Whether for the ground breaking work that he did as a sideman for Ozzy Osbourne from the late 80s onwards or for fronting Black Label Society, Zakk Wylde is highly regarded as an axeman’s axeman. He is both a student, and indeed a peer of the heavy guitarists that came before him, as well as inspiring a new generation of players. With an undeniably distinctive sound, Wylde’s equipment choice has not changed radically over the years, rather he found what worked for him early on and has altered it slightly over time.
Lee Jackson Metaltronix Amplifiers
The world was introduced to the young guitarist on Ozzy Osbourne’s 1988 album, No Rest For The Wicked. After successfully auditioning for the part, the recording sessions hit an early impasse once they received the first mixes back and decided to change direction. Wylde had been frustrated with the sound he was achieving with the Lee Jackson Metaltronix amplifiers and eventually confronted producer Roy Thomas Baker, who had notably helmed all of Queen’s classic 1970’s albums.
Marshall JCM 800 Combo Amp
Marshall 4x12 Cabinet
Once Baker was replaced with Keith Olsen, best known for working with Fleetwood Mac, things progressed quickly.
“I was talking to Keith about what I wanted from my tone, and I played him TNT’s ‘10,000 Lovers (In One),” said Wylde. “I was like, ‘Listen to Ronni Le Tekro’s fucking guitar!’ I had the Grail [Wylde’s 1981 original bull’s-eye Les Paul], and Keith said to me, ‘All right, Zakk, plug into this.’ And it was a [Marshall] JCM 800 combo amp—the same one John Sykes used on the Whitesnake record [which Olsen co-produced]. We ran a line out to a Marshall 4x12 cab, I threw in my Boss SD-1 [Super OverDrive] and double-tracked everything. It sounded huge, and that was it.”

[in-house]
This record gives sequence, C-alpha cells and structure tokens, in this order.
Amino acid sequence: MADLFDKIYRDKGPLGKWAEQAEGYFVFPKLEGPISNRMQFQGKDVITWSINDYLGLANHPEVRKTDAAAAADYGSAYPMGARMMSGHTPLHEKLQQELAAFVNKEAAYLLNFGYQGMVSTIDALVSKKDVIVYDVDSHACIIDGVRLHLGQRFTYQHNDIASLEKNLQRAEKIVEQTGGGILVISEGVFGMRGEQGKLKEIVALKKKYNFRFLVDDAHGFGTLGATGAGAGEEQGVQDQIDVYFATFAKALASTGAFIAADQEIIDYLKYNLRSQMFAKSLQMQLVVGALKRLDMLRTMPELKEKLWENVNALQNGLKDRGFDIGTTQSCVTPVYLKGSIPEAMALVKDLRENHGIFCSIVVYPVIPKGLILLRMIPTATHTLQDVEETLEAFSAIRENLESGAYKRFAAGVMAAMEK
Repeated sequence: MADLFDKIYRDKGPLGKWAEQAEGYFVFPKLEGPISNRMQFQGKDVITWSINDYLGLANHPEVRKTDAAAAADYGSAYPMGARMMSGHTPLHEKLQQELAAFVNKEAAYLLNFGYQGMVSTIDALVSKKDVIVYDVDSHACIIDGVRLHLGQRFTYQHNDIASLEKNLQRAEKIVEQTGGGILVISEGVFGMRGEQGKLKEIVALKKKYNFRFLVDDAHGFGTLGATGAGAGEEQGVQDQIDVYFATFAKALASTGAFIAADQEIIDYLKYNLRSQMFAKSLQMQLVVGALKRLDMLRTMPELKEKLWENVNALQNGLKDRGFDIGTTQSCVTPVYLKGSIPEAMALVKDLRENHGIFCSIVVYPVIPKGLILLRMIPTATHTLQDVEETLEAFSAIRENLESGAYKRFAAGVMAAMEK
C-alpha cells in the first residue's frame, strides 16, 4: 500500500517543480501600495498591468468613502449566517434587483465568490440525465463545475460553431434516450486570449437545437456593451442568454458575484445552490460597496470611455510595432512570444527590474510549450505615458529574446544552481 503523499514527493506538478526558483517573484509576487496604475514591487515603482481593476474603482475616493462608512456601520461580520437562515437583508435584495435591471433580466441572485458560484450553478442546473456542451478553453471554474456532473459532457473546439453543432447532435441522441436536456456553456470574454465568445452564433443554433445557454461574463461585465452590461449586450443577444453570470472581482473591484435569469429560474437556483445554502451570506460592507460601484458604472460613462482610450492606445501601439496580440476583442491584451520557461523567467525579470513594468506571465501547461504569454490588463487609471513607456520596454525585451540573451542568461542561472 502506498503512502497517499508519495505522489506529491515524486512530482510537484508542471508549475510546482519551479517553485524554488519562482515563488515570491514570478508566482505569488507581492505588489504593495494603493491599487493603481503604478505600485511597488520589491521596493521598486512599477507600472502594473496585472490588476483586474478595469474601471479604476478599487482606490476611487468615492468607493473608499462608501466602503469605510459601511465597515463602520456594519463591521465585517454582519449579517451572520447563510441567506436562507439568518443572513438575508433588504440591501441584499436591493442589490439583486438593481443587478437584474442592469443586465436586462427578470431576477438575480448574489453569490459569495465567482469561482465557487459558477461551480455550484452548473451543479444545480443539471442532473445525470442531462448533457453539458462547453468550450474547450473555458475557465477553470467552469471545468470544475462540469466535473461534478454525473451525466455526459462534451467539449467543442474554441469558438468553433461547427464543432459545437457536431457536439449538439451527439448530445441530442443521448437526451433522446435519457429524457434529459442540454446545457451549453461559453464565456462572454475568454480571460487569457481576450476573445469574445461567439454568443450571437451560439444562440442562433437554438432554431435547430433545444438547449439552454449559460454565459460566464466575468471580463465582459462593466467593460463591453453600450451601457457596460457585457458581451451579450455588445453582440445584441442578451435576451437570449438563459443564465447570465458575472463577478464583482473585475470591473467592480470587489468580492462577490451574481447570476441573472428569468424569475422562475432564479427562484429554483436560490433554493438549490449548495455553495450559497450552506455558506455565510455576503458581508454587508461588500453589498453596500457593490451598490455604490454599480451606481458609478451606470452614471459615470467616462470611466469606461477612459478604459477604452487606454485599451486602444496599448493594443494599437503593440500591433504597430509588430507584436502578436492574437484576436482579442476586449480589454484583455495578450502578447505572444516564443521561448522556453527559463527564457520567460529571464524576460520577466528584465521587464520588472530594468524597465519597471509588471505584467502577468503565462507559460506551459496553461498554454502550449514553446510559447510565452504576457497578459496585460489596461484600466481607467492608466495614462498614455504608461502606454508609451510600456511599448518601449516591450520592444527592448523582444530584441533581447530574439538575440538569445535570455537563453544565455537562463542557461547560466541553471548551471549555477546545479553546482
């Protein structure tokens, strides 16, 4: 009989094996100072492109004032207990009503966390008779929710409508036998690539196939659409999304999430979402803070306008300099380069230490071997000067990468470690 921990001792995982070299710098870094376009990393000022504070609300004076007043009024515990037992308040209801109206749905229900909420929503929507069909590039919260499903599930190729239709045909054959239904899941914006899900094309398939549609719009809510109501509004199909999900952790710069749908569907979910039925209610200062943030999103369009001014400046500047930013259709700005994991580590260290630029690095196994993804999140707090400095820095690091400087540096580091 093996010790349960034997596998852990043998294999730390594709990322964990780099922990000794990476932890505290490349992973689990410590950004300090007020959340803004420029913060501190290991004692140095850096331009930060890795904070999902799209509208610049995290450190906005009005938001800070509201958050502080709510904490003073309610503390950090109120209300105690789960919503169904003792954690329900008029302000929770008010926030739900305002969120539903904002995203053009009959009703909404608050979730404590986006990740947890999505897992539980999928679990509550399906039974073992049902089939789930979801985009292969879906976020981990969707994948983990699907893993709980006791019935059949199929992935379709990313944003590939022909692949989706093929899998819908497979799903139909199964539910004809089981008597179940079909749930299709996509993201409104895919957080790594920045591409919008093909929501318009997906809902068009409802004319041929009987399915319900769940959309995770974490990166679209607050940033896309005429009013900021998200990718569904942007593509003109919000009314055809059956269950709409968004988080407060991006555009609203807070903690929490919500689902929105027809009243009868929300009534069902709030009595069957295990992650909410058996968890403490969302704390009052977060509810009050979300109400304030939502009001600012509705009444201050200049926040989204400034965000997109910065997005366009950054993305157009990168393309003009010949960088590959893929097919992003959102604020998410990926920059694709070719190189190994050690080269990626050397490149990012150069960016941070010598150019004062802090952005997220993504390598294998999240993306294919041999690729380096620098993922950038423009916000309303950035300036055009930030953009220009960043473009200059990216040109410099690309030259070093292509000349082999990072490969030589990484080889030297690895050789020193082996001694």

Electro-Voice 200-watt Speakers
In fact Wylde has continued to use Marshall JCM800 amps throughout his career and uses them in combination with 200-watt EV speakers.
"Over in Europe, some of my speakers were (blown), and this guitar shop we went to, all they had were these 200-watt speakers," he said. "So I stuck ’em in there, and at soundcheck that night it was like, holy shit! It was just so much cleaner."
Roland Jazz Chorus Amplifiers
"For a lot of super-clean stuff, I use a Roland Jazz Chorus as well. They’re just amazing amps, especially for clean stuff," said Wylde.
Gibson SG Firebrand in Pelham Blue
"The first one I actually had was Gibson Pelham Blue SG Firebrand,” said Wylde. “It was actually really cool. I ended up getting rid of it because I wanted to save up for a Les Paul Custom or something like that, but it was a kick-ass guitar. When I look back, I wish I’d saved that thing. It was also unusual because it didn’t have a rosewood fingerboard – it had an ebony fingerboard, and it had just round inlay markers. That was a killer guitar. I had to have been maybe 15 or so when I got it, and I probably had it until I was maybe 16, 17, something like that, before I decided I had to get that Les Paul instead.”
Gibson Les Paul Custom in Alpine White
This was bought as it resembled the insturment being played by Wylde's hero, Randy Rhoades of the Ozzy Osbourne band. Wylde put a $500 downpayment on this $800 guitar, which was being sold new from the dealer, and his parents surprised him by chipping in the final amount on the day of his high school graduation.
1981 Gibson Les Paul Custom ‘The Grail’
Procured at the very start of his tenure with Osbourne, The Grail is one of Wylde's most iconic instruments, many of which have been awarded similar nicknames. Initially cream coloure, The Grail was also the first guitar to feature Wylde's instantly recognisable bullseye paint finish.